In this post, we show how to retrain ML models and automate batch predictions using updated datasets in Canvas.

Overview of solution

For our use case, we play the part of a business analyst for an ecommerce company. Our product team wants us to determine the most critical metrics that influence a shopper’s purchase decision. For this, we train an ML model in Canvas with a customer website online session dataset from the company. We evaluate the model’s performance and, if needed, retrain the model with additional data to see if it improves the performance of the existing model or not. To do so, we use the auto update dataset capability in Canvas and retrain our existing ML model with the latest version of training dataset. Then we configure automatic batch prediction workflows—when the corresponding prediction dataset is updated, it automatically triggers the batch prediction job on the model and makes the results available for us to review.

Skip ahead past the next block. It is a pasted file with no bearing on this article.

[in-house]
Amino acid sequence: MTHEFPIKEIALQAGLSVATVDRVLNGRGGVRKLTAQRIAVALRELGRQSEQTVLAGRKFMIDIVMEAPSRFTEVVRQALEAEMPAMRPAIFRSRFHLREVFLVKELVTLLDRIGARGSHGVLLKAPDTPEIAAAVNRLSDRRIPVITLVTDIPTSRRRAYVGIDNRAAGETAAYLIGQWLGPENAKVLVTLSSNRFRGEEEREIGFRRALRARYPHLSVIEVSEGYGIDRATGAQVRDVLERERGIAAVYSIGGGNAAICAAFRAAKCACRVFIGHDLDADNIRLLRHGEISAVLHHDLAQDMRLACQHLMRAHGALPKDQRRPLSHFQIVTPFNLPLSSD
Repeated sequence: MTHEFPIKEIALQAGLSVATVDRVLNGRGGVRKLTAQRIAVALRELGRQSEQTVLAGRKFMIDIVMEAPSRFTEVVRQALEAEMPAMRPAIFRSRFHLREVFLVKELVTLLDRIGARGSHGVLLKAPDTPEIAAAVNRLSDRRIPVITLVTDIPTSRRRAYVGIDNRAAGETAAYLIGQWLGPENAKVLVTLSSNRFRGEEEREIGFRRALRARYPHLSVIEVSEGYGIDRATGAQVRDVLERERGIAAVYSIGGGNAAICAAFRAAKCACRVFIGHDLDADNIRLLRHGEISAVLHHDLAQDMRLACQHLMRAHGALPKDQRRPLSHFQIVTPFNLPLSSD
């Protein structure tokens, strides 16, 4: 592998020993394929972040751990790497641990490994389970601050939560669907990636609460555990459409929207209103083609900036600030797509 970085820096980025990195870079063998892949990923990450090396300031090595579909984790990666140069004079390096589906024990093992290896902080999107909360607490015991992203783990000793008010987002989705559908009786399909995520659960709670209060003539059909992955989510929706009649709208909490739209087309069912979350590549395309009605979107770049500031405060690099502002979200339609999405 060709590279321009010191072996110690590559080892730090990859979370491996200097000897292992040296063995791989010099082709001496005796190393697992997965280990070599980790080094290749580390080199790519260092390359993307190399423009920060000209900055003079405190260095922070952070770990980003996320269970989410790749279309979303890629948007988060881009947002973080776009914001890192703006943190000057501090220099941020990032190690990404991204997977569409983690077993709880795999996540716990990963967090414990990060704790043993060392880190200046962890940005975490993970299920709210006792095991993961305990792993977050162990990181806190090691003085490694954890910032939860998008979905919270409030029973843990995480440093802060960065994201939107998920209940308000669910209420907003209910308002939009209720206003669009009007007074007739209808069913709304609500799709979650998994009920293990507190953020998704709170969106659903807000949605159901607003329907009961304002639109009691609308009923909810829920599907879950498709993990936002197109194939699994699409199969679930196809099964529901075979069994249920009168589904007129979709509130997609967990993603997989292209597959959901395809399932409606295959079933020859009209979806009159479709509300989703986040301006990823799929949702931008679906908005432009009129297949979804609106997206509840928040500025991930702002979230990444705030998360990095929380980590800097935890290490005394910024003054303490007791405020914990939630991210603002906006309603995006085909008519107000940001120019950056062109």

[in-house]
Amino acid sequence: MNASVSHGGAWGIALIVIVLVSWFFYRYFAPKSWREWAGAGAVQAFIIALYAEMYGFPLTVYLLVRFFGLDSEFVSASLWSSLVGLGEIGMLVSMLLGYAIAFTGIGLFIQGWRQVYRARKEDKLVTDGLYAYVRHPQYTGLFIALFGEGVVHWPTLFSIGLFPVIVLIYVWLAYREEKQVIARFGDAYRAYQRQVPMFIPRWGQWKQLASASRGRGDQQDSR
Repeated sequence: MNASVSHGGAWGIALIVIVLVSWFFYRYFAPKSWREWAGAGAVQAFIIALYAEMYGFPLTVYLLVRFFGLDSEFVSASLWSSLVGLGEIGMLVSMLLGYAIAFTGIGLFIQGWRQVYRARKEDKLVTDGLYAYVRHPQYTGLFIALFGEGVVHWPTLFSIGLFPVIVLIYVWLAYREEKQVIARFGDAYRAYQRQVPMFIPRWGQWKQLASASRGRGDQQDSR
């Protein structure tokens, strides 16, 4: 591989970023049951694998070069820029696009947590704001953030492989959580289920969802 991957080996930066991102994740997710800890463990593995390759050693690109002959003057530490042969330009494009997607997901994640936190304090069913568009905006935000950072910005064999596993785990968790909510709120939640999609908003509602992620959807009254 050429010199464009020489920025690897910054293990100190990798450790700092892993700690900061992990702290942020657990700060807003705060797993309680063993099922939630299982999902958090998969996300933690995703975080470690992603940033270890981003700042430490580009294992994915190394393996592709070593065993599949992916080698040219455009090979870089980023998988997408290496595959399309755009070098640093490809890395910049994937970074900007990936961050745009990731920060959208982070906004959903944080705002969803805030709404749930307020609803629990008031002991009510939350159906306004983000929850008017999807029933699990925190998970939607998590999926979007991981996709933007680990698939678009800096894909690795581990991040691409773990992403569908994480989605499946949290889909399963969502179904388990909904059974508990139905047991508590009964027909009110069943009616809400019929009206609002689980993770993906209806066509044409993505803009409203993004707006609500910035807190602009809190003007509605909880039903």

The workflow steps are as follows:

  1. Upload the downloaded customer website online session data to Amazon Simple Storage Service (Amazon S3) and create a new training dataset Canvas. For the full list of supported data sources, refer to Importing data in Amazon SageMaker Canvas .
  2. Build ML models and analyze their performance metrics. Refer to the steps on how to build a custom ML Model in Canvas and evaluate a model’s performance .
  3. Set up auto update on the existing training dataset and upload new data to the Amazon S3 location backing this dataset. Upon completion, it should create a new dataset version.
  4. Use the latest version of the dataset to retrain the ML model and analyze its performance.
  5. Set up automatic batch predictions on the better performing model version and view the prediction results.